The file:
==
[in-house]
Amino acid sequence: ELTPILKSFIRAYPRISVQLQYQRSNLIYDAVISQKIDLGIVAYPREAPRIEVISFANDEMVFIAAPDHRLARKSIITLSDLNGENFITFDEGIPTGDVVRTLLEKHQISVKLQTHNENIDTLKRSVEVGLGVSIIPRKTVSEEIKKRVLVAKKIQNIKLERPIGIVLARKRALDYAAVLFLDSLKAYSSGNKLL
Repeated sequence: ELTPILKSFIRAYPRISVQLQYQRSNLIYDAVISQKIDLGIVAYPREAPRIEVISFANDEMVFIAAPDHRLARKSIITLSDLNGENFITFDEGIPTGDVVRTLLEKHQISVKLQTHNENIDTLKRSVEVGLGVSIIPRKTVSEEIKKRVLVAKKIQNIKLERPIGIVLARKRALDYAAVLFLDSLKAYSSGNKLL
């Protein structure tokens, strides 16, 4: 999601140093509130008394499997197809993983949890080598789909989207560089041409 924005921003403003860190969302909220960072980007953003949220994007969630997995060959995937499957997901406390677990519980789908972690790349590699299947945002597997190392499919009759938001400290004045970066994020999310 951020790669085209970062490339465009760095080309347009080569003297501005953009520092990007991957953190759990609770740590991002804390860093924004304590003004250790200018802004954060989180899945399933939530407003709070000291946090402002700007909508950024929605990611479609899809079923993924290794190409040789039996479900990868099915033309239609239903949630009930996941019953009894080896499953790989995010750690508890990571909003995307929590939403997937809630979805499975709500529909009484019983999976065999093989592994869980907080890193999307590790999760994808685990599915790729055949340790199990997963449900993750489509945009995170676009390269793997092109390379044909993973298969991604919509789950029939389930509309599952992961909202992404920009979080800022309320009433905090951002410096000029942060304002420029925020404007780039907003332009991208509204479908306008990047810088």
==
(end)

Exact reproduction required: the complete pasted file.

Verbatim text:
[in-house]
Amino acid sequence: ELTPILKSFIRAYPRISVQLQYQRSNLIYDAVISQKIDLGIVAYPREAPRIEVISFANDEMVFIAAPDHRLARKSIITLSDLNGENFITFDEGIPTGDVVRTLLEKHQISVKLQTHNENIDTLKRSVEVGLGVSIIPRKTVSEEIKKRVLVAKKIQNIKLERPIGIVLARKRALDYAAVLFLDSLKAYSSGNKLL
Repeated sequence: ELTPILKSFIRAYPRISVQLQYQRSNLIYDAVISQKIDLGIVAYPREAPRIEVISFANDEMVFIAAPDHRLARKSIITLSDLNGENFITFDEGIPTGDVVRTLLEKHQISVKLQTHNENIDTLKRSVEVGLGVSIIPRKTVSEEIKKRVLVAKKIQNIKLERPIGIVLARKRALDYAAVLFLDSLKAYSSGNKLL
């Protein structure tokens, strides 16, 4: 999601140093509130008394499997197809993983949890080598789909989207560089041409 924005921003403003860190969302909220960072980007953003949220994007969630997995060959995937499957997901406390677990519980789908972690790349590699299947945002597997190392499919009759938001400290004045970066994020999310 951020790669085209970062490339465009760095080309347009080569003297501005953009520092990007991957953190759990609770740590991002804390860093924004304590003004250790200018802004954060989180899945399933939530407003709070000291946090402002700007909508950024929605990611479609899809079923993924290794190409040789039996479900990868099915033309239609239903949630009930996941019953009894080896499953790989995010750690508890990571909003995307929590939403997937809630979805499975709500529909009484019983999976065999093989592994869980907080890193999307590790999760994808685990599915790729055949340790199990997963449900993750489509945009995170676009390269793997092109390379044909993973298969991604919509789950029939389930509309599952992961909202992404920009979080800022309320009433905090951002410096000029942060304002420029925020404007780039907003332009991208509204479908306008990047810088």